Authors: Stephen Graham Jones
Three Miles Past
Copyright © 2012 by Stephen Graham Jones
This edition of Three Miles Past
Copyright © 2012 by Nightscape Press, LLP
“No Takebacks” originally appeared in Phantasmagorium Issue 1 (2011)
Cover illustration and design by Boden Steiner
Interior layout and design by Robert S. Wilson
Edited by Robert S. Wilson
All rights reserved.
First Ebook Edition
Nightscape Press, LLP
Other Works by
Stephen Graham Jones
The Fast Red Road: A Plainsong
All the Beautiful Sinners
The Bird is Gone: A Manifesto
Bleed into me: A book of Stories
The Long Trial of Nolan Dugatti
It came from
The Ones that Got Away
Seven Spanish Angels
Growing up Dead in
for Randy Howard, for everything
and for William Colton Hughes
"When Hippocrates visited the 'mad Democritus' in Abders, he found him sitting in front of his house surrounded by dead, disemboweled birds. He was writing a treatise on insanity and was dissecting the birds in order to localize the . . . source of madness."—Mikhail Bakhtin
"My head is full of monsters and I'm one of them."—Richard Kadrey
Interstate Love Affair
THE DERIDDER ROADKILL
Unidentified, controversial remains discovered on the side of Highway 12 just outside Deridder, Louisiana in 1996, and subsequently either lost or taken. According to The Dequincy News, the remains expressed both canine and primate characteristics. The photographs support this. For many, the Deridder Roadkill established that the Cajun werewolf (loup-garou) wasn’t just legend. For others, the roadkill was a skunk-ape, or chupacabra, even a misplaced baboon. To the Louisiana Department of Wildlife and Fisheries, the photographs are just morbid documentation of a large, brown Pomeranian dog.
That’s one explanation.
William drank three beers in his truck in the parking lot, just to get ready. He lined the cans up on the dash, looked through the second and third at the metal front door of the pound. The animal control trucks were nosed up to the building; it was almost five o’clock. William peeled the tab off a fourth beer, looked into it and shook his head no, because he knew he shouldn’t. Four was too many. He told himself not to be stupid. That there was no room for error. And then he laughed, killed the beer.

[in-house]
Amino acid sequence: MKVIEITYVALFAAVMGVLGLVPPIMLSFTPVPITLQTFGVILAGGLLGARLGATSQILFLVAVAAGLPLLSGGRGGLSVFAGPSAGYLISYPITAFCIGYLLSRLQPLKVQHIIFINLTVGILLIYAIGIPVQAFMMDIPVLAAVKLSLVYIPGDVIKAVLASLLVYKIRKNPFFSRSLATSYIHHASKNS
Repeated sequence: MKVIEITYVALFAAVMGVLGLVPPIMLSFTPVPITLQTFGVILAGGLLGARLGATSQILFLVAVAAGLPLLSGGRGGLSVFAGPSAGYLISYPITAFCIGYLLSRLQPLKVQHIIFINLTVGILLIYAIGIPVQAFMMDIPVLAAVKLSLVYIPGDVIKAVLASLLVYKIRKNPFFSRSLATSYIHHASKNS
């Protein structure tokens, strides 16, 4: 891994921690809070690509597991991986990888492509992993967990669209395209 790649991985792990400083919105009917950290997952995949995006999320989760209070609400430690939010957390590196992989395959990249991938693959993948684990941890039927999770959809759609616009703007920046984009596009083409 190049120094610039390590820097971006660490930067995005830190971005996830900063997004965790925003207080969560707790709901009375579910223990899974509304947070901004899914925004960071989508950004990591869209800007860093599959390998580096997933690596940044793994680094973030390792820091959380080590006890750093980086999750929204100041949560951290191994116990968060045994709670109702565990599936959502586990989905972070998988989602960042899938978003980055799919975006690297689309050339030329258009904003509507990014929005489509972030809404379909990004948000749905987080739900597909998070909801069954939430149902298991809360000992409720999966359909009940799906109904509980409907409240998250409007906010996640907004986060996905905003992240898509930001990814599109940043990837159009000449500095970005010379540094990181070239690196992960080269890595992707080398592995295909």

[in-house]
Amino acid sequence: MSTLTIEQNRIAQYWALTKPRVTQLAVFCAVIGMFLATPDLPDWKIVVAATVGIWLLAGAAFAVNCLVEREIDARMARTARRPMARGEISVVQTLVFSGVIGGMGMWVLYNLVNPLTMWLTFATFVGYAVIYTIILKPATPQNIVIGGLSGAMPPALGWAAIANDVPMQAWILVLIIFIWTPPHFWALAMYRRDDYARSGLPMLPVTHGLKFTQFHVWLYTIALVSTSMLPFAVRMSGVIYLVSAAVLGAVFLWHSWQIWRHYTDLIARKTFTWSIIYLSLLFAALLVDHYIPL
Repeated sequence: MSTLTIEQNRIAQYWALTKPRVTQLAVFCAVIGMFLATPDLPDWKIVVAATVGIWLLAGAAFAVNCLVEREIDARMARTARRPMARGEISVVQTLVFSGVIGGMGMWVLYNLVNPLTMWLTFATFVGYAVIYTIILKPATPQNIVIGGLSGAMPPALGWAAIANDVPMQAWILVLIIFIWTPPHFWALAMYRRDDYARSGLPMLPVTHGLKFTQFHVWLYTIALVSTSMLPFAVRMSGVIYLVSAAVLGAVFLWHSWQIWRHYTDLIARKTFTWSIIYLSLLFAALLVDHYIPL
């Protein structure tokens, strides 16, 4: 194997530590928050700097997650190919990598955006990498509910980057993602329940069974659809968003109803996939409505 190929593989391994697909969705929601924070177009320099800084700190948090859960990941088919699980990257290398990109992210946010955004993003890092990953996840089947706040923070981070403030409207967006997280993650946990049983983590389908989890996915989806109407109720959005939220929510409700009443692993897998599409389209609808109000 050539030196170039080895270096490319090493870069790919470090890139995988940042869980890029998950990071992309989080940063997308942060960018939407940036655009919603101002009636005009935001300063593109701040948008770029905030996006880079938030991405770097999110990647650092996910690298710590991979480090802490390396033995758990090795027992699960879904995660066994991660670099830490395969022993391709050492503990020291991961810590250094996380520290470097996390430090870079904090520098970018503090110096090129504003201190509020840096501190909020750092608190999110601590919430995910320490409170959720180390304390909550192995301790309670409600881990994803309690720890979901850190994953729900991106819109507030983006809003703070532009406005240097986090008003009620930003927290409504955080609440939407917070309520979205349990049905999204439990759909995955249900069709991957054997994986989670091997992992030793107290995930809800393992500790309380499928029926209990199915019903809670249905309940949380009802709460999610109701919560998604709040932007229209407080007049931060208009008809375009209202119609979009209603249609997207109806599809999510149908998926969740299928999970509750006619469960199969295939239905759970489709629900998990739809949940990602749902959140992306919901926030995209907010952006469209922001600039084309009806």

The fifth and sixth were nothing, not after four, but then, balancing the sixth on the dash like a wall, William straightened his legs against the floorboard, pushing himself back into the seat: for a moment the cans had quit being cans, had become the cushions him and his brother used to build forts with in the living room.
William hit himself in the side of the head until he was sure he wasn’t going to cry. He used a baby wipe from the glove compartment to stop the bleeding. Most people don’t know about baby wipes. William held the wet paper—fabric, almost—to his temple. It was cool, perfect. Then he held it over his mouth, breathed through it until he could breathe evenly again.
The fourth beer was a mistake, he knew that now, but it was too late. It had to be today.
Instead of leaving the cans on his dash, he dropped them over his shoulder, through the sliding rear glass. They landed in the bed. Any sound they made was muffled by the fiberglass camper shell. But they didn’t make any noise.
William stepped down from the front seat and was almost to the wheelchair ramp of the pound when he had to go back, check to see if he’d locked the door of the truck. And then, just because he was there, he checked the passenger door too, and its vent window, and then the handle on the camper, then the camper itself.
If he put his hands around his eyes, his nose to the black glass, he could see the silver cans in the bed of the truck, and if he looked into the cab, there were the classifieds, still open to Pets, four of the ads circled in blue, but he couldn’t spend all day in the parking lot.
The same way William knew about baby wipes, he knew about this.
He smiled and stepped away from the glass, faking a shrug for anybody watching, as if he’d just settled something with himself. There was nobody out there to see him. Just the same number of cars and animal control trucks there had been when he first pulled up.
It was time.
He nodded to himself, moving his neck the way he imagined someone with the last name Pinzer would, then remembered to keep the tips of his fingers in the tops of his pants pockets. Because if he didn’t, the pound attendant would keep looking at his hands, at William’s hands, and then William would start looking down to them too, until that was all he could do.
Smile, he said to himself. People trust an easy face.
He hooked the door open with his forearm, caught it with his shoulder, stepped in sideways.
It was the usual waiting room—cast-off chairs, metal tables salvaged from the county’s overflow warehouse. The lamp was one that an attendant’s mothers had probably given them years ago, when she was updating her sitting room. The too-green plant would be from another attendant, who had pretended she’d bought it with the coffee money but had really paid for it herself, to liven the place up, keep her from slitting her wrists one night.
William took it all in in a dismissive glance, noticed that his hand was in his beard.
He lowered it slowly, his teeth set with the effort.
Behind the desk, nobody. On the wall, certificates, awards, letters of thanks framed twenty years ago. Near the hall leading back to the barking, two clipboards. One from today, Monday, and one for the weekend.
William swallowed, leaned toward the lists.